“Obese” and “overweight” are common terms used by doctors to describe excess weight in children, but according to recent findings published in Pediatric Obesity, physicians may want to choose their words more wisely. Researchers from the University of Alberta in Canada report that parents often consider these terms off-putting and judgmental and may be less likely to follow doctor’s recommendations when the words were used.
“Health professionals probably shouldn’t use terms like fat, chubby, overweight or obese,” said researcher Geoff Ball, PhD, in a release. He also noted that parents were less likely to feel blamed for their children’s weight issues if neutral and less stigmatizing terms like “large” or “gaining too much weight” were used.
It tears your heart out when a child starts talking about being picked on because of his or her weight.
As director of the Center for Healthy Weight at Lucile Packard Children’s Hospital, Thomas Robinson, MD, sees families struggling with a child’s weight on a daily basis. I wanted to find out what he thought about the study and about confronting sensitive topics with parents and children. He told me:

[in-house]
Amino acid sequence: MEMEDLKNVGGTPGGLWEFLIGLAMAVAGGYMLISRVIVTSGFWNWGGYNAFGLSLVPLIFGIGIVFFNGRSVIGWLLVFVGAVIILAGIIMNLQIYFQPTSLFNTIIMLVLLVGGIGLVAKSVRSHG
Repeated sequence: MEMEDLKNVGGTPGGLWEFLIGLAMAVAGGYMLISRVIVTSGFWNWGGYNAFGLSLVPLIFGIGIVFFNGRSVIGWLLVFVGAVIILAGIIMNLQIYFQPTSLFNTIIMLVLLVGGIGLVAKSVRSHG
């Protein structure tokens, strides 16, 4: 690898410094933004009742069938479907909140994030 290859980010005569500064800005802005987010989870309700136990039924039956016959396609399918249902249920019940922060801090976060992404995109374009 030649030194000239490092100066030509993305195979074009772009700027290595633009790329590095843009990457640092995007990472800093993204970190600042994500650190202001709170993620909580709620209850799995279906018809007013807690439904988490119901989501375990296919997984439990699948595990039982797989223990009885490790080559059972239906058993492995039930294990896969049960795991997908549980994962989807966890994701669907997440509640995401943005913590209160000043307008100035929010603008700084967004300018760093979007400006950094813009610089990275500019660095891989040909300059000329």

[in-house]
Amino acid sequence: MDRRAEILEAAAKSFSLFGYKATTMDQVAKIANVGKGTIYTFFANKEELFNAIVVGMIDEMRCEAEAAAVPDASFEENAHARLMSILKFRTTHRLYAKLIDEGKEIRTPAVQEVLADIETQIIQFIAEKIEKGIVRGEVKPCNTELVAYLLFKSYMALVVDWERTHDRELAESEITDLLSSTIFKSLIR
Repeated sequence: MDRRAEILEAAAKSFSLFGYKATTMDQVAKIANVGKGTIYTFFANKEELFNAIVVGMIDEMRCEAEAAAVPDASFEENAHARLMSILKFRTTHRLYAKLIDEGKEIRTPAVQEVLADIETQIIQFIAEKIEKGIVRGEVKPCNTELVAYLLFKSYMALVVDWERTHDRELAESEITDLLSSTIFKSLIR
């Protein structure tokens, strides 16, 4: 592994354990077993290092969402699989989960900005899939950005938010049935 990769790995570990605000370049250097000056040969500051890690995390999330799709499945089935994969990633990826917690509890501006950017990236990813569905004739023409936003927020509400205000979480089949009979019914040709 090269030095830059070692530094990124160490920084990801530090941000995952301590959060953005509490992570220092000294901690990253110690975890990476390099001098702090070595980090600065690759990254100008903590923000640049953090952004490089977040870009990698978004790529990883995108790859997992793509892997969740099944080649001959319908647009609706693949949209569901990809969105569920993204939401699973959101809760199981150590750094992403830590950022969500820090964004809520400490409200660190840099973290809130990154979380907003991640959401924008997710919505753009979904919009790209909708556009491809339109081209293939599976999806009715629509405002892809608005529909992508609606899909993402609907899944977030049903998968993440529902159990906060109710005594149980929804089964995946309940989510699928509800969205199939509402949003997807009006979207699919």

I believe the specific terms we use – overweight, obesity, heavy for their age, etc. – are less important than the context in which we use them, and how well we are able to build a supportive relationship and alliance with a child and his or her parents. In my opinion, it is most important to understand what a child’s weight means to him or her, and their family, and to take that into account when speaking with them about a child’s weight.
He also emphasized the importance of physicians to address the problem – regardless of language:
It tears your heart out when a child starts talking about being picked on because of his or her weight, having trouble fitting into a school uniform, or not wanting to take their shirt off even in front of their own parents… I think it is our role to speak plainly with children and families about these issues, give them permission to let us know what they are experiencing, and not to pretend they don’t exist or play them down. Instead, frank discussions can help uncover a child’s or parent’s motivation and help empower them to start making changes.
Previously: Children and obesity – what can parents do to help?, Obesity in kids: A growing epidemic, Stanford pediatrician discusses developing effective program to curtail childhood obesity and Major effort launched to prevent, treat childhood obesity